Sierra Leone Chimpanzee Rehabilitation Programme
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At Tacugama, we do our outmost to provide the best care & attention for our chimpanzees. Our hope is that the future generations of chimpanzees will be able to spend their lives safe as free beings in the forest.

Meet Our Staff




Food Preparation & Nutrition

Chimpanzees need a diet appropriate for their age. We need to provide them with all the nutrients they need.

Our cook is preparing bulgur balls. These balls are made with locally available ingredients such as beans and rice. They provide the chimpanzees with sufficient carbohydrates and protein to grow strong and healthy. We also blend in palm oil in the balls which nourishes their skin and fur.

If the chimpanzees do not receive a proper diet, including various fruits, they may lose weight, stop growing or become easily sick.

In the wild, chimpanzee diet consists of fruits, leaves, plants and insects. They also hunt for small animals including monkeys.

Daily Feedings

We feed our chimpanzees between 4 and 7 times a day depending on their age and the kind of housing. The chimpanzees that spend most of the time in the enclosures are fed less frequently than those in the cages, because we want to encourage the chimpanzees to eat plant foods in the enclosure.

Mr. Mosses feeding Bruno’s group in one of the enclosures. (right)


Wild chimpanzees spend about 6 hours per day eating and looking for food.

Our caretaker feeds milk to the younger chimpanzees in their night quarters. (left)


Cleaning & Maintenance

Wild chimpanzees build a fresh nest every evening which they are very careful to keep clean.

We clean the chimpanzee dens once a day when they are out in the enclosure. At night most of them have the choice of sleeping either inside or outside the den.

Cleaning of dens

The cages in the quarantine are cleaned at least three times a day. Cleaning is very important to keep a healthy environment for both chimps and humans. Excrements contain many germs and often parasites. Flies who eat the excrements or the leftover food, fly around and spread germs and diseases.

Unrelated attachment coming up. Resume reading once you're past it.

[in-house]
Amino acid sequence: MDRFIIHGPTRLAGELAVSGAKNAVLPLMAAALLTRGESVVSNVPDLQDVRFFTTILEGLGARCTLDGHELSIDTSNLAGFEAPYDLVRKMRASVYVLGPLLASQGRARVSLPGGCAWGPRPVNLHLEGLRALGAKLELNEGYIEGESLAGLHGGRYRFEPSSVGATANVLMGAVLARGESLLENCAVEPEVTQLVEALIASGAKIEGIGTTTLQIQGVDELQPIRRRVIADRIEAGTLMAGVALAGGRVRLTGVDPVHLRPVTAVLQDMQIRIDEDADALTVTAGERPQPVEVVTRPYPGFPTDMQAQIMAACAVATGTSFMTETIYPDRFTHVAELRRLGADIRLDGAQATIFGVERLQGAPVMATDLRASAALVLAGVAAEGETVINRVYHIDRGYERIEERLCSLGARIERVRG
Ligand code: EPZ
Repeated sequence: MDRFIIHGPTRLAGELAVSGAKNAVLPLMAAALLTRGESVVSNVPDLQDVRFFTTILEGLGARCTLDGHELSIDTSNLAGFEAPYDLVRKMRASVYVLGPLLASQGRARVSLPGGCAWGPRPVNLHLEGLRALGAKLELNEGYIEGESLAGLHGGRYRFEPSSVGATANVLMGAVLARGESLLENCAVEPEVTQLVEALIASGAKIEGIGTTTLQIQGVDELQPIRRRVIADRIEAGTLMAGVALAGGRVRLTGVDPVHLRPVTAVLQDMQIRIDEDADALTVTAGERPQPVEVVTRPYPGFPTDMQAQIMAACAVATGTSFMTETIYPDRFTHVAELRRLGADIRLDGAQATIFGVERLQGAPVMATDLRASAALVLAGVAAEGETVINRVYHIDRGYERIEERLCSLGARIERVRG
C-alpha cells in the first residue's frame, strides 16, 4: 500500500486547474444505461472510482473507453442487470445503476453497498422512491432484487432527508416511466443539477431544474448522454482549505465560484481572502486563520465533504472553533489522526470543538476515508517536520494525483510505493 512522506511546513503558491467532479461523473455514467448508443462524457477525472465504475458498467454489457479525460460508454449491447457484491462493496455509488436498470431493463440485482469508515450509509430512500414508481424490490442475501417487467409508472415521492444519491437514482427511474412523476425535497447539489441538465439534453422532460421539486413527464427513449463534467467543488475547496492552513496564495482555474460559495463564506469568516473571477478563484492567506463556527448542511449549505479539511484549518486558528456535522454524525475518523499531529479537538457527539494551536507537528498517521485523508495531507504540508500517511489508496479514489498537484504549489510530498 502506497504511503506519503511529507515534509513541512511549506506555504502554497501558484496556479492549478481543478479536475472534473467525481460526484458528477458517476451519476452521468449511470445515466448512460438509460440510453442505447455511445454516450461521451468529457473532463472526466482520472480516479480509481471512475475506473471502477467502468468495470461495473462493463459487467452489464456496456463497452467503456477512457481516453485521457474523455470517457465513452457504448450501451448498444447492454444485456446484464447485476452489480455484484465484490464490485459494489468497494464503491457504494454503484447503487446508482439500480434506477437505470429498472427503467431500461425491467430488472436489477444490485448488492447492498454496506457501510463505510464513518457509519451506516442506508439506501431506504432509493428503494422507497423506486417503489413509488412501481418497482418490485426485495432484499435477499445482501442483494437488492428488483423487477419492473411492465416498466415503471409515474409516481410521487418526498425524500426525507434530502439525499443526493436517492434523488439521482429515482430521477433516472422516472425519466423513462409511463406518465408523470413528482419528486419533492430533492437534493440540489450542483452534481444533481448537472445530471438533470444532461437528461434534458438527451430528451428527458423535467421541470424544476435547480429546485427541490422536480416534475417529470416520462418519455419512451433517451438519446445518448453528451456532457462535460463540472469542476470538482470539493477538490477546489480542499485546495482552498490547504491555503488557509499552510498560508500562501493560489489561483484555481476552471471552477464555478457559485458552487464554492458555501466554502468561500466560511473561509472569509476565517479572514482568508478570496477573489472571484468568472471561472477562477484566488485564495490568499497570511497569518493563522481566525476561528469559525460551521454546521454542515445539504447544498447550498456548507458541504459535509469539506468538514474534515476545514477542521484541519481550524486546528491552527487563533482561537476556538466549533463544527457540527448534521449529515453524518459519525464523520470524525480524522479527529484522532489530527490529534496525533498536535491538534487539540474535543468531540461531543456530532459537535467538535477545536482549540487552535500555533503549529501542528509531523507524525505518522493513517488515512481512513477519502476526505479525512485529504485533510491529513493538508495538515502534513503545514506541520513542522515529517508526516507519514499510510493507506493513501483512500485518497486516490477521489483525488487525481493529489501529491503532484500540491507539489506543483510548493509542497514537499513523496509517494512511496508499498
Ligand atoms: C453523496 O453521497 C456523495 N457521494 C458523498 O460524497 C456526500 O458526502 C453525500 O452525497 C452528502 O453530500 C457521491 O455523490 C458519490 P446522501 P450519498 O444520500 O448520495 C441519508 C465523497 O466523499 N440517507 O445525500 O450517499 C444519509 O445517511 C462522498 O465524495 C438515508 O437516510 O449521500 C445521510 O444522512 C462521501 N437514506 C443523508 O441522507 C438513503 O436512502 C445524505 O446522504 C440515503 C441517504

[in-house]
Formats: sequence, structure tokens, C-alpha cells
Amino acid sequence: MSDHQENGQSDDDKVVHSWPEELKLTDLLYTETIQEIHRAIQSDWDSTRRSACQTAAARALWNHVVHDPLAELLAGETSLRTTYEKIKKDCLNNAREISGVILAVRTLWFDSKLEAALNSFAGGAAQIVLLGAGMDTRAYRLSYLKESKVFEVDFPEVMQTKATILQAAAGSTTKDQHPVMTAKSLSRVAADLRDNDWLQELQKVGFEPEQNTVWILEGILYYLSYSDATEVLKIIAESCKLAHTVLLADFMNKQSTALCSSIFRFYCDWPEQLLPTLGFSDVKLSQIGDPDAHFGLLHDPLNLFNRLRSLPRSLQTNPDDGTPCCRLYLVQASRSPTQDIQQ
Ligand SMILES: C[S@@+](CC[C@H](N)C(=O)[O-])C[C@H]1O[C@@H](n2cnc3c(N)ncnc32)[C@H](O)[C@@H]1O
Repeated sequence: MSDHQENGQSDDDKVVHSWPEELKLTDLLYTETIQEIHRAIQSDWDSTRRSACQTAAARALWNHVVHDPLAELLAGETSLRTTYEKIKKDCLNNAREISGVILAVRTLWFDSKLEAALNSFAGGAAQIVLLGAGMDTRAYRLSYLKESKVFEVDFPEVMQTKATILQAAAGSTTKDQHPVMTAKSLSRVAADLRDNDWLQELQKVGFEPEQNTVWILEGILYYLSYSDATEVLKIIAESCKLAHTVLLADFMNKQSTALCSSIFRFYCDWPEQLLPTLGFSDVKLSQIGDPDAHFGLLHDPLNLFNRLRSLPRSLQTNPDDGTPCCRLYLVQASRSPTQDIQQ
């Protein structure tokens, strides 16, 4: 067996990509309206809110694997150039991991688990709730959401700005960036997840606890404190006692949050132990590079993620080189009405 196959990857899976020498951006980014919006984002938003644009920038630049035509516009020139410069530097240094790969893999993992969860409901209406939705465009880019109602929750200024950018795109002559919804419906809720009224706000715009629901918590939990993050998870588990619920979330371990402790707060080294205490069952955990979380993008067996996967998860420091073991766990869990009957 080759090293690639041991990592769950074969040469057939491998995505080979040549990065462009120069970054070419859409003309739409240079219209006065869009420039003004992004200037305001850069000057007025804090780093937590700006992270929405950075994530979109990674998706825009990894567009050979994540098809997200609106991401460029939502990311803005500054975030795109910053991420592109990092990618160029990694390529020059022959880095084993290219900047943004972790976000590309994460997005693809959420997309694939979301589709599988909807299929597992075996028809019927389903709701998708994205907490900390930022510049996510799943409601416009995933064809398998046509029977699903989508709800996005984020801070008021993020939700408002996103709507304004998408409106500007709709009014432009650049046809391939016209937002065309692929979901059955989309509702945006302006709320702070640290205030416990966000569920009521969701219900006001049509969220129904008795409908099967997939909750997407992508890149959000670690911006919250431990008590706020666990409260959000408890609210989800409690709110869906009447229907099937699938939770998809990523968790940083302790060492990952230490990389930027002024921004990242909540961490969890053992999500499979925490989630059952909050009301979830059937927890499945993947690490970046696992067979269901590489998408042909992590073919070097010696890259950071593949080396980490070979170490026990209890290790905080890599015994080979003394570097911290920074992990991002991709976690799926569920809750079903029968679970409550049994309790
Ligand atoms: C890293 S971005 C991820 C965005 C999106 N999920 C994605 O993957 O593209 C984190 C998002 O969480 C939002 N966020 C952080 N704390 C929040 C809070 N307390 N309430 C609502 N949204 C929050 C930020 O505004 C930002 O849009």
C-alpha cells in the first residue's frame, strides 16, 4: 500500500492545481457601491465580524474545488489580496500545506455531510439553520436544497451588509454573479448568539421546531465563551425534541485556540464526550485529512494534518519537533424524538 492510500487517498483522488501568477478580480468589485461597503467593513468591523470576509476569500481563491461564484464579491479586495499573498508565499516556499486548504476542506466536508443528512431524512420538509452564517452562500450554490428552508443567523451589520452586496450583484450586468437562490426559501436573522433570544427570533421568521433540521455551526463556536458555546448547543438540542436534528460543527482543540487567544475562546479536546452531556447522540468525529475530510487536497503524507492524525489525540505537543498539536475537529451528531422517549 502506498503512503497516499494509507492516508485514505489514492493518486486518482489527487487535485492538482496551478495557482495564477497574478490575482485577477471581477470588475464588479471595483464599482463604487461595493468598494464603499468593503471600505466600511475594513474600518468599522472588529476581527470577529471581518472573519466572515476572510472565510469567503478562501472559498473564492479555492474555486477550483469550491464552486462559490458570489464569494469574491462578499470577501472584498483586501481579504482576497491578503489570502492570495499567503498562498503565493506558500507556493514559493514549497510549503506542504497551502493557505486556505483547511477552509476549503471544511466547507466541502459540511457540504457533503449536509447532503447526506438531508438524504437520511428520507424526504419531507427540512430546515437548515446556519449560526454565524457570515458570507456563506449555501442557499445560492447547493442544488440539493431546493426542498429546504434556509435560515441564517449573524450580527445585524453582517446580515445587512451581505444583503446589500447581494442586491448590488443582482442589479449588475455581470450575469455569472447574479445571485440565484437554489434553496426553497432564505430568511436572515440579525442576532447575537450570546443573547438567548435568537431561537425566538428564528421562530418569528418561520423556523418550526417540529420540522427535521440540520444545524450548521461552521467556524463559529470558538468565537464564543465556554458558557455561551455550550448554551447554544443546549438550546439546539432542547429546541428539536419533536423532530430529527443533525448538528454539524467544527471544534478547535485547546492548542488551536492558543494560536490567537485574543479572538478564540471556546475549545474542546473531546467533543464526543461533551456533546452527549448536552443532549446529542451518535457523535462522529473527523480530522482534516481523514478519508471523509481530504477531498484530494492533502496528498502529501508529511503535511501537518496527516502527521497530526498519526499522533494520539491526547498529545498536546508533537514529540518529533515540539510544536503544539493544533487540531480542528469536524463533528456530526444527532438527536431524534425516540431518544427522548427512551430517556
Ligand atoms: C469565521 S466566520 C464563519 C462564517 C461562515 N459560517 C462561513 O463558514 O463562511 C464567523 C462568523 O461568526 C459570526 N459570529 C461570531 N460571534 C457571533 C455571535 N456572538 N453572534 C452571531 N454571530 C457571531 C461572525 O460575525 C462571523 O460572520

Our veterinarian Dr. Rosa and Mr. Willie take a blood sample during a medical check-up on a newly arrived chimpanzee in our quarantine clinic. All the newly arrived chimps, stay separated from the others for 3 months until we know they are healthy and before introducing them to any of the resident chimpanzees.

Staff fixing a hammock for the small chimpanzees. The hammock is a substitute for the nest that the chimpanzees in the wild build every night.

It makes the young chimpanzees feel safer and it also acts as a protection from rain and wind.

  * Photos by Unni Hermansen, Laia Dotras & Dr. Rosa Garriga

Continue to page 2 for more about our work >

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International Primate Protection League

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World Society for the Protection of Animals

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Thank You John Lydon!


Gola being weighed

Chimp Facts

Grooming: social grooming is probably the most important social behaviour among chimps, serving to maintain or improve friendships and reinforce the bonds between group members. Grooming also serves to remove dirt and parasites.

More Facts

Last Updated: January 20, 2007 at 16:20 EST